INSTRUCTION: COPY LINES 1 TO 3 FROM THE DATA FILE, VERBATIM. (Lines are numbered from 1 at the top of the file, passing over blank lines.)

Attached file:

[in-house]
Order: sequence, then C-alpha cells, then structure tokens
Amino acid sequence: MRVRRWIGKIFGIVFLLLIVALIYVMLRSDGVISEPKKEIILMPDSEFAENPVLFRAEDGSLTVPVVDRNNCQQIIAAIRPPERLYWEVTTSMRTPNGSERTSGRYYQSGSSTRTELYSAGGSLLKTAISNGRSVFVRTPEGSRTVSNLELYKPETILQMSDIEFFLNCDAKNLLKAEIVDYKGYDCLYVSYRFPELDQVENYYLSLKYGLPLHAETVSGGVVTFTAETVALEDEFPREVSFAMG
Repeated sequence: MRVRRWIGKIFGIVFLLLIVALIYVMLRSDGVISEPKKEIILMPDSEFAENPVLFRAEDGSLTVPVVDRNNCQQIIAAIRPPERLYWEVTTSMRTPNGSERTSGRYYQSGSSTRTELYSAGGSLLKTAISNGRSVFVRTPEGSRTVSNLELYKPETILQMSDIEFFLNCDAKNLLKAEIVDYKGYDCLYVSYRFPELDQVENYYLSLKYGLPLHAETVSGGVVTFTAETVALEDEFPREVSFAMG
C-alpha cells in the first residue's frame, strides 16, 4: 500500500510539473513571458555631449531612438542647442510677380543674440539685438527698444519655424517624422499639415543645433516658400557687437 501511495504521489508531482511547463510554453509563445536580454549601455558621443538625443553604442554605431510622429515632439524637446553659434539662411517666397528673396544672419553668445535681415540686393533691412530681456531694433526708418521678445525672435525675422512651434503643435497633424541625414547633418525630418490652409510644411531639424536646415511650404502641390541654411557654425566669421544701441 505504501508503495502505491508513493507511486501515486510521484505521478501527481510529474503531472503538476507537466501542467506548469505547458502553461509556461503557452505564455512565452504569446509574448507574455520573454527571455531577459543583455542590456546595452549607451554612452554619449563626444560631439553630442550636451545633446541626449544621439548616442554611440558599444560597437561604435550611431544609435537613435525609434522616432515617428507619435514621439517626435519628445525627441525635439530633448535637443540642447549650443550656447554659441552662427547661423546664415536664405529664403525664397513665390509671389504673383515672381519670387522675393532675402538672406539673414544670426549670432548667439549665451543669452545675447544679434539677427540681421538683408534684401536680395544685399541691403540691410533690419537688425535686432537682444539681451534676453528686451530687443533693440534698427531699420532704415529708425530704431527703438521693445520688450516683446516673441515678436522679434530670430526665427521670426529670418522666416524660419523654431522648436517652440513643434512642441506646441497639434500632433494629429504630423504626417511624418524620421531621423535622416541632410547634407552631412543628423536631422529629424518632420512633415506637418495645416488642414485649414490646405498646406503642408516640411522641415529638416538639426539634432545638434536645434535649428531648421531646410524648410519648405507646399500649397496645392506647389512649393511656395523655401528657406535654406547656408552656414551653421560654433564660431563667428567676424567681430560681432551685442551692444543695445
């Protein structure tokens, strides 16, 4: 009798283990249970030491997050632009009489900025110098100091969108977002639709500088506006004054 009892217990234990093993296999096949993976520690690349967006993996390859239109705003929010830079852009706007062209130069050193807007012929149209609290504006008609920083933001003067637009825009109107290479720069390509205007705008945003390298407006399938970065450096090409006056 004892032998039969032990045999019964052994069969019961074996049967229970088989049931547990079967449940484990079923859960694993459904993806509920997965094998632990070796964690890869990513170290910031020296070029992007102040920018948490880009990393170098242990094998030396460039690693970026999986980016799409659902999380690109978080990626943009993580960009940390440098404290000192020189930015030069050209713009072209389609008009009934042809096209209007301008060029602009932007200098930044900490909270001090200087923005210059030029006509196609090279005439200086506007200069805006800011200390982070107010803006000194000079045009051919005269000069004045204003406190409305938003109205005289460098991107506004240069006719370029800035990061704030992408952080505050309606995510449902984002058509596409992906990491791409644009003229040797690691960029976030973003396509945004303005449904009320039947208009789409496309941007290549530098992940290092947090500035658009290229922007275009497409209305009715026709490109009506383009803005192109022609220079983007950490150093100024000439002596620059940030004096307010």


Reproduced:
[in-house]
Order: sequence, then C-alpha cells, then structure tokens
Amino acid sequence: MRVRRWIGKIFGIVFLLLIVALIYVMLRSDGVISEPKKEIILMPDSEFAENPVLFRAEDGSLTVPVVDRNNCQQIIAAIRPPERLYWEVTTSMRTPNGSERTSGRYYQSGSSTRTELYSAGGSLLKTAISNGRSVFVRTPEGSRTVSNLELYKPETILQMSDIEFFLNCDAKNLLKAEIVDYKGYDCLYVSYRFPELDQVENYYLSLKYGLPLHAETVSGGVVTFTAETVALEDEFPREVSFAMG